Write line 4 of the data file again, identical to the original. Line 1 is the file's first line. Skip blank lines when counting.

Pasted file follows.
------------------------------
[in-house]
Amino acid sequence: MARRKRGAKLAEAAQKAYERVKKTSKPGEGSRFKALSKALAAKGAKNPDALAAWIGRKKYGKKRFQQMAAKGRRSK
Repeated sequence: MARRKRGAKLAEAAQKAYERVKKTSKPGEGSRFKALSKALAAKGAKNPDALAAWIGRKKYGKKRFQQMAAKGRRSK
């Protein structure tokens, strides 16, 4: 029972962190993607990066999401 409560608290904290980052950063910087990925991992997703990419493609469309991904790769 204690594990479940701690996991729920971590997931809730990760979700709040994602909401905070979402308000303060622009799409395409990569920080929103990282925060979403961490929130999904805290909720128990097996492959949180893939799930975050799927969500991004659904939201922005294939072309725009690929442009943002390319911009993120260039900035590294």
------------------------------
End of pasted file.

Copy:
């Protein structure tokens, strides 16, 4: 029972962190993607990066999401 409560608290904290980052950063910087990925991992997703990419493609469309991904790769 204690594990479940701690996991729920971590997931809730990760979700709040994602909401905070979402308000303060622009799409395409990569920080929103990282925060979403961490929130999904805290909720128990097996492959949180893939799930975050799927969500991004659904939201922005294939072309725009690929442009943002390319911009993120260039900035590294």